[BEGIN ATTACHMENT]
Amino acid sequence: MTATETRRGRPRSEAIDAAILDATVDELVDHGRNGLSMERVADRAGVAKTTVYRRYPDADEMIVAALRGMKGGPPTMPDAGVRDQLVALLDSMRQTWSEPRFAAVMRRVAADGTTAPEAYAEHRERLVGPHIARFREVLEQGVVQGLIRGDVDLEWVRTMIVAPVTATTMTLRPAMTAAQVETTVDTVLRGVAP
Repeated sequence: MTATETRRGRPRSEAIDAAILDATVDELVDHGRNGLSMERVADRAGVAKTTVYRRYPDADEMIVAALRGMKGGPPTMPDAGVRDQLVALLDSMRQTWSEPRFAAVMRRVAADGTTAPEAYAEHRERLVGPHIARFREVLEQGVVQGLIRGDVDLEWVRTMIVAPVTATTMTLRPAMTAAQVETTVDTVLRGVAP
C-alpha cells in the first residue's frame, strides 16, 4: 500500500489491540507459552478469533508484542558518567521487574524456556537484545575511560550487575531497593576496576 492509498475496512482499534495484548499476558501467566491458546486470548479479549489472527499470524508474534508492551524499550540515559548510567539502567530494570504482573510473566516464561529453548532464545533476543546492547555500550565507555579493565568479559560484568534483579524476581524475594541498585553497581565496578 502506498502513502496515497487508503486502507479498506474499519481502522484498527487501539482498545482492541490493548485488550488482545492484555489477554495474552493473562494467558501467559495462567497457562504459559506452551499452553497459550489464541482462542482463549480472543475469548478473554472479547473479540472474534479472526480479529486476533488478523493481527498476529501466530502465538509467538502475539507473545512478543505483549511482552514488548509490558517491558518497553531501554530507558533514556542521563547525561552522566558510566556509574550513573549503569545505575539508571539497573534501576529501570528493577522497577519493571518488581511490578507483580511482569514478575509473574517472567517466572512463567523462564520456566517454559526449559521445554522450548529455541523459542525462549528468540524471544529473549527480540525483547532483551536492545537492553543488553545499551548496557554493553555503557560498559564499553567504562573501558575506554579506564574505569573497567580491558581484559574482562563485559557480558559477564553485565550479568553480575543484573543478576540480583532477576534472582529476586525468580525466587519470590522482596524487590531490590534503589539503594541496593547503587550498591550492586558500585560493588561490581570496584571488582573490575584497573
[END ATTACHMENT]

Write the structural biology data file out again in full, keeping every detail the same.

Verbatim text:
Amino acid sequence: MTATETRRGRPRSEAIDAAILDATVDELVDHGRNGLSMERVADRAGVAKTTVYRRYPDADEMIVAALRGMKGGPPTMPDAGVRDQLVALLDSMRQTWSEPRFAAVMRRVAADGTTAPEAYAEHRERLVGPHIARFREVLEQGVVQGLIRGDVDLEWVRTMIVAPVTATTMTLRPAMTAAQVETTVDTVLRGVAP
Repeated sequence: MTATETRRGRPRSEAIDAAILDATVDELVDHGRNGLSMERVADRAGVAKTTVYRRYPDADEMIVAALRGMKGGPPTMPDAGVRDQLVALLDSMRQTWSEPRFAAVMRRVAADGTTAPEAYAEHRERLVGPHIARFREVLEQGVVQGLIRGDVDLEWVRTMIVAPVTATTMTLRPAMTAAQVETTVDTVLRGVAP
C-alpha cells in the first residue's frame, strides 16, 4: 500500500489491540507459552478469533508484542558518567521487574524456556537484545575511560550487575531497593576496576 492509498475496512482499534495484548499476558501467566491458546486470548479479549489472527499470524508474534508492551524499550540515559548510567539502567530494570504482573510473566516464561529453548532464545533476543546492547555500550565507555579493565568479559560484568534483579524476581524475594541498585553497581565496578 502506498502513502496515497487508503486502507479498506474499519481502522484498527487501539482498545482492541490493548485488550488482545492484555489477554495474552493473562494467558501467559495462567497457562504459559506452551499452553497459550489464541482462542482463549480472543475469548478473554472479547473479540472474534479472526480479529486476533488478523493481527498476529501466530502465538509467538502475539507473545512478543505483549511482552514488548509490558517491558518497553531501554530507558533514556542521563547525561552522566558510566556509574550513573549503569545505575539508571539497573534501576529501570528493577522497577519493571518488581511490578507483580511482569514478575509473574517472567517466572512463567523462564520456566517454559526449559521445554522450548529455541523459542525462549528468540524471544529473549527480540525483547532483551536492545537492553543488553545499551548496557554493553555503557560498559564499553567504562573501558575506554579506564574505569573497567580491558581484559574482562563485559557480558559477564553485565550479568553480575543484573543478576540480583532477576534472582529476586525468580525466587519470590522482596524487590531490590534503589539503594541496593547503587550498591550492586558500585560493588561490581570496584571488582573490575584497573